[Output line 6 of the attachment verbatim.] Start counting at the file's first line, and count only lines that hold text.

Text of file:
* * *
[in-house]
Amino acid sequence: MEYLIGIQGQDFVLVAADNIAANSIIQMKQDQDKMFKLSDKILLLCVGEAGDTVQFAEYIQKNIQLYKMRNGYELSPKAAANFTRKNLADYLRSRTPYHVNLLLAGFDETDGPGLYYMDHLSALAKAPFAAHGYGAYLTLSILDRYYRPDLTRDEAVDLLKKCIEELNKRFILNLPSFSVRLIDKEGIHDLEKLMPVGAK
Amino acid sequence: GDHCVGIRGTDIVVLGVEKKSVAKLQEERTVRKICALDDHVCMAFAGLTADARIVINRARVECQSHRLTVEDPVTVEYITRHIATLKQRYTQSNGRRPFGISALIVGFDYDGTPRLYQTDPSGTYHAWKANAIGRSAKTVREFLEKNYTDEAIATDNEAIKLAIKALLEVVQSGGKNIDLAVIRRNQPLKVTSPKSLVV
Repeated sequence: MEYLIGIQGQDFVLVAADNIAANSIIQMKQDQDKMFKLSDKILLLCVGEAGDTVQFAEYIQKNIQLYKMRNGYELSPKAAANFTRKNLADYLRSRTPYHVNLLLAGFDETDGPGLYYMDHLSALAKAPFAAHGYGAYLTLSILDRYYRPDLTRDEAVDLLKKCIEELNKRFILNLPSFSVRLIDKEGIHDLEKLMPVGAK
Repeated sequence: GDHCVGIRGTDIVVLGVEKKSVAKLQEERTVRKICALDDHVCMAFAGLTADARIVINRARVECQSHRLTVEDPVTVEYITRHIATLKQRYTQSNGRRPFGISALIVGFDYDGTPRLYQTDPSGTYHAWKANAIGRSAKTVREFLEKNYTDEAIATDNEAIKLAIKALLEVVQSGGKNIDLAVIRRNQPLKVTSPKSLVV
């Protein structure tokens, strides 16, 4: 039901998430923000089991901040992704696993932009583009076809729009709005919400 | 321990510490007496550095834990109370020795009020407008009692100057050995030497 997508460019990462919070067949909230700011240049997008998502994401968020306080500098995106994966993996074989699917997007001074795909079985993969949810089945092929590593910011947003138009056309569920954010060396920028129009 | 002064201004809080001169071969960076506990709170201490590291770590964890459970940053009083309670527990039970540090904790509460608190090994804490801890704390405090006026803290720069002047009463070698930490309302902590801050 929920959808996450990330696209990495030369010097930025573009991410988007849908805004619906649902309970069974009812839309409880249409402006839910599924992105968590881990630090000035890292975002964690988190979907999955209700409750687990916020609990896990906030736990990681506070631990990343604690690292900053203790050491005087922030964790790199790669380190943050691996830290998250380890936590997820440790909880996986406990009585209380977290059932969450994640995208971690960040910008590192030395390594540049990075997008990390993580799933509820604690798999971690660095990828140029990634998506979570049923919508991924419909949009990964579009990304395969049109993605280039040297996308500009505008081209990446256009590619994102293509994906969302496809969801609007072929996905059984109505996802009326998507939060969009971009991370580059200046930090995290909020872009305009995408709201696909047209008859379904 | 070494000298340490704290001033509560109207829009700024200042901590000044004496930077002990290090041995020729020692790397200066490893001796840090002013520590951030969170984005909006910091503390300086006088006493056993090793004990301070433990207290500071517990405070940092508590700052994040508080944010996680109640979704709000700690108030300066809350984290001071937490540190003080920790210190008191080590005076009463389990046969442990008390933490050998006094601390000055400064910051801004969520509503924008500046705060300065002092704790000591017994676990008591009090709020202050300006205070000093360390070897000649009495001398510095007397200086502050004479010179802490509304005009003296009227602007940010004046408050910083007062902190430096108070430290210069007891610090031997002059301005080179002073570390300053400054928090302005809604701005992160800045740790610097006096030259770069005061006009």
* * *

């Protein structure tokens, strides 16, 4: 039901998430923000089991901040992704696993932009583009076809729009709005919400 | 321990510490007496550095834990109370020795009020407008009692100057050995030497 997508460019990462919070067949909230700011240049997008998502994401968020306080500098995106994966993996074989699917997007001074795909079985993969949810089945092929590593910011947003138009056309569920954010060396920028129009 | 002064201004809080001169071969960076506990709170201490590291770590964890459970940053009083309670527990039970540090904790509460608190090994804490801890704390405090006026803290720069002047009463070698930490309302902590801050 929920959808996450990330696209990495030369010097930025573009991410988007849908805004619906649902309970069974009812839309409880249409402006839910599924992105968590881990630090000035890292975002964690988190979907999955209700409750687990916020609990896990906030736990990681506070631990990343604690690292900053203790050491005087922030964790790199790669380190943050691996830290998250380890936590997820440790909880996986406990009585209380977290059932969450994640995208971690960040910008590192030395390594540049990075997008990390993580799933509820604690798999971690660095990828140029990634998506979570049923919508991924419909949009990964579009990304395969049109993605280039040297996308500009505008081209990446256009590619994102293509994906969302496809969801609007072929996905059984109505996802009326998507939060969009971009991370580059200046930090995290909020872009305009995408709201696909047209008859379904 | 070494000298340490704290001033509560109207829009700024200042901590000044004496930077002990290090041995020729020692790397200066490893001796840090002013520590951030969170984005909006910091503390300086006088006493056993090793004990301070433990207290500071517990405070940092508590700052994040508080944010996680109640979704709000700690108030300066809350984290001071937490540190003080920790210190008191080590005076009463389990046969442990008390933490050998006094601390000055400064910051801004969520509503924008500046705060300065002092704790000591017994676990008591009090709020202050300006205070000093360390070897000649009495001398510095007397200086502050004479010179802490509304005009003296009227602007940010004046408050910083007062902190430096108070430290210069007891610090031997002059301005080179002073570390300053400054928090302005809604701005992160800045740790610097006096030259770069005061006009």